Probiotics ~ How Good Bacteria is tied to Good Health~
This article is a REPOST from YaHoo Voices, YaHoo Contributor Network
Are Probiotic Supplements Right for You?
With all the media attention probiotics are getting lately, you might think that the use of “good” bacteria is a relatively new discovery. Actually, the idea of using bacteria to improve health goes back over 100 years. In the late 1800s a Russian physiologist and microbiologist name Elie Metchnikoff was widely scorned for his theories; twenty years later, in 1908, they won him the Nobel Prize.
Dr. Metchnikoff’s work was based on his observations of the eating habits of the Balkan people of Eastern Europe. Dr. Metchnikoff noticed that Balkan people, who typically consumed large volumes of fresh yogurt, lived long, healthy lives–at least compared to people in other ethnic groups. Dr. Metchnikoff’s theory of “good” germs was radical at the time but today, probiotic supplements are sold in pharmacies, health food stores and supermarkets around the world.
How Probiotics Work
One important function of probiotics or “good” bacteria involves maintaining a healthy balance between the beneficial and harmful bacteria that live naturally in your digestive tract. When you eat probiotic foods or take probiotic supplements, you increase the number of beneficial bacteria and keep the population of potentially harmful bacteria in check.
Another very important function of your body’s flora, which is what biologists call the various organisms that live in and on your body, is to aid in digestion. Various strains of microorganisms help break down food, improve absorption of some nutrients and even produce some vitamins.
Probiotics may also help many people better manage conditions like high cholesterol, dental caries and various bowel conditions. Finally, since your immune system is so heavily influenced by the health of your digestive tract, probiotics may help some people strengthen and maintain a healthy immune response.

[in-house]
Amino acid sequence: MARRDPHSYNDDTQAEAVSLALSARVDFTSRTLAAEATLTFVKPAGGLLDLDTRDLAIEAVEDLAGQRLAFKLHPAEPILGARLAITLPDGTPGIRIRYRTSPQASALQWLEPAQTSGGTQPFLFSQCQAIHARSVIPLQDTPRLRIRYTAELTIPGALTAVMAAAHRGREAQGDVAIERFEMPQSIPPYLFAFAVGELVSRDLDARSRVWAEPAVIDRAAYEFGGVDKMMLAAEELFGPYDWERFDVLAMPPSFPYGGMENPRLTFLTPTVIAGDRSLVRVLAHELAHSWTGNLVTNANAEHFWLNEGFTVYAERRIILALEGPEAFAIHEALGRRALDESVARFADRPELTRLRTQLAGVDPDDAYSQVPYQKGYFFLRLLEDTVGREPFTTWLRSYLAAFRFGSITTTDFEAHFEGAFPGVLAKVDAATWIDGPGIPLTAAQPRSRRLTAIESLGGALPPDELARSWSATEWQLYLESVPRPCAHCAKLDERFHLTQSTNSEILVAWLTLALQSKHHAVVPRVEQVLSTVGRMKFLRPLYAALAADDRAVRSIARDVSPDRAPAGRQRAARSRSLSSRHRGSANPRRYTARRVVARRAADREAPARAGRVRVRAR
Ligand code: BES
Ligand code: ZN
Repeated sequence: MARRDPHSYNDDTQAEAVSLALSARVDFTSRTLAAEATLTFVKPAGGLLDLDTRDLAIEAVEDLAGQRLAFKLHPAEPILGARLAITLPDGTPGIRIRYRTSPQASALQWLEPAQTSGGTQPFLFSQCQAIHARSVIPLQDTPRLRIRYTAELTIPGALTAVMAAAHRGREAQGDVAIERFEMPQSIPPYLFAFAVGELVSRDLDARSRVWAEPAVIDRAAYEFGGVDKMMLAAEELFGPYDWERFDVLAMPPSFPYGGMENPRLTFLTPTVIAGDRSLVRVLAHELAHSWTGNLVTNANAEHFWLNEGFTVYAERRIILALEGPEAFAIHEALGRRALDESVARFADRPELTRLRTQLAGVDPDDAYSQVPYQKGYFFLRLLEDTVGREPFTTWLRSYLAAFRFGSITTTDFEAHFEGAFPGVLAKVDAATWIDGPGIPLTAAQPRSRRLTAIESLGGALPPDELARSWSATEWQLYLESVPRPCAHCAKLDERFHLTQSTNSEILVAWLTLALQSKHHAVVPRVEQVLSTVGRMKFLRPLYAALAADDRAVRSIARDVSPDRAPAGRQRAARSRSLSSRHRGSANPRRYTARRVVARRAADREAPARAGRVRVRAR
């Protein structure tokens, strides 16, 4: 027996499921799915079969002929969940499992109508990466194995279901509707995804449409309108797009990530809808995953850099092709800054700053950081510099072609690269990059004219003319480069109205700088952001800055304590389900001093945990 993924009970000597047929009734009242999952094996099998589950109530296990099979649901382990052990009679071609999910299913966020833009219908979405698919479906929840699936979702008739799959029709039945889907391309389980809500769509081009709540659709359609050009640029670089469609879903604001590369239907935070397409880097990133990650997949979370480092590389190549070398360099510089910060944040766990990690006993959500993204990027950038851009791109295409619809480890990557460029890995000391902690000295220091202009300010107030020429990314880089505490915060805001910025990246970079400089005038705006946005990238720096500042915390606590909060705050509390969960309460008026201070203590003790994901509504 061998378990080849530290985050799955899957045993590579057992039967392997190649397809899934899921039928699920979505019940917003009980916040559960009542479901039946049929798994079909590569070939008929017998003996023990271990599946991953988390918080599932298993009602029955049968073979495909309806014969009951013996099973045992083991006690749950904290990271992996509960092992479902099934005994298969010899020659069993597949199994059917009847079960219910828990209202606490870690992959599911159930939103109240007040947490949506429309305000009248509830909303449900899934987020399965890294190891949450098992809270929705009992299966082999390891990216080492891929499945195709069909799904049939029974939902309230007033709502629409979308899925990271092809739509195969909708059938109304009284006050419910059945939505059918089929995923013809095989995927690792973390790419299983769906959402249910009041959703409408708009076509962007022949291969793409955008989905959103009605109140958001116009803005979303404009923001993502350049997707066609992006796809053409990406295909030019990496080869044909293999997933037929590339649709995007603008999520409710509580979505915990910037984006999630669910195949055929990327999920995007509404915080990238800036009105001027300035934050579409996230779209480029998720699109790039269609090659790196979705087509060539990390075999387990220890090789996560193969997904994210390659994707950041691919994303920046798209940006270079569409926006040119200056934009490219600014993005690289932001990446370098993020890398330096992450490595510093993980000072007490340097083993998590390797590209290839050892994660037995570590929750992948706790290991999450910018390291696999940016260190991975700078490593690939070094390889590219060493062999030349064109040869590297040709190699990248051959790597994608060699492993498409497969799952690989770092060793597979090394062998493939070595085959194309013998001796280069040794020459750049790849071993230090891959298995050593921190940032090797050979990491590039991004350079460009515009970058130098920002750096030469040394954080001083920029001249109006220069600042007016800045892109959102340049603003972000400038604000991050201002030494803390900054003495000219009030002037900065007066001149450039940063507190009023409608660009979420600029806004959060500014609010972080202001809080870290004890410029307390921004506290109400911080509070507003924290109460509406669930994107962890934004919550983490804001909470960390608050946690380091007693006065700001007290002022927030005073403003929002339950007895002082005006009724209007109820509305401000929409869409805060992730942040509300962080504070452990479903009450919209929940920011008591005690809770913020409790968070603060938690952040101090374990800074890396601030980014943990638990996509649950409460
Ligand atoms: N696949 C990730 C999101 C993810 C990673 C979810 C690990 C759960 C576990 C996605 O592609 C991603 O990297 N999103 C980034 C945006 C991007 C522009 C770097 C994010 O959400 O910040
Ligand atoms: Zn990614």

Can Probiotics Prevent Cancer?
Most of the focus on probiotics and cancer has centered on bladder and colon cancers. And the results are encouraging. While the authors of a 2006 Canadian study stopped short of recommending probiotics to all people at risk for bladder cancer, their study concluded that probiotic supplements containing two species of Lactobacillus may help prevent a recurrence of bladder cancer in some women.
Another recent study, this one focused on the relationship between probiotics and colon cancer, also found that probiotic intervention “significantly reduced” the biological actions that often lead to the development of colon cancers.
Can Probiotics Be Harmful?
Aside from a temporary increase in flatulence, probiotics have no known side effects in normally healthy people, assuming that you take probiotics in recommended doses and aren’t immunocompromised or otherwise seriously ill. Allergies are apparently rare but not impossible.
Of course, if you have any questions about probiotics, the best source of information is your primary care physician. Only your doctor is qualified to give you medical advice and he or she will give you the information you need to make an informed choice about probiotics and their potential health benefits.
Reid, G., Bruce, A. (2006). Probiotics to prevent urinary tract infections: the rationale and evidence.
Rafter, J., Bennett, M., Caderni, G., et al. (2007). Dietary synbiotics reduce cancer risk factors in polypectomized and colon cancer patients.
ConsumerLab.com. (2006). Product Review: Probiotic Supplements (Including Lactobacillus acidophilus, Bifidobacterium, and Others).
The following portion is from an article by Deborah Oakes, from YaHoo Voices 101, Probiotic Health 101
Recommended Probiotic Supplements When choosing probiotic supplements, watch for GMP on labels . This stands for good manufacturing practices. and ensures potency of products. Rotate brands to obtain as many strains as possible to maintain good probiotics health.
Probiotics Health Take probiotics according to directions. If taking antibiotics, take 4 hours apart and continue taking once the prescription is over. Probiotic supplements and cultured, fermented foods provide health by keeping good bacteria thriving.
HAPPY SUNDAY TO YOU!! ~ Paula ♥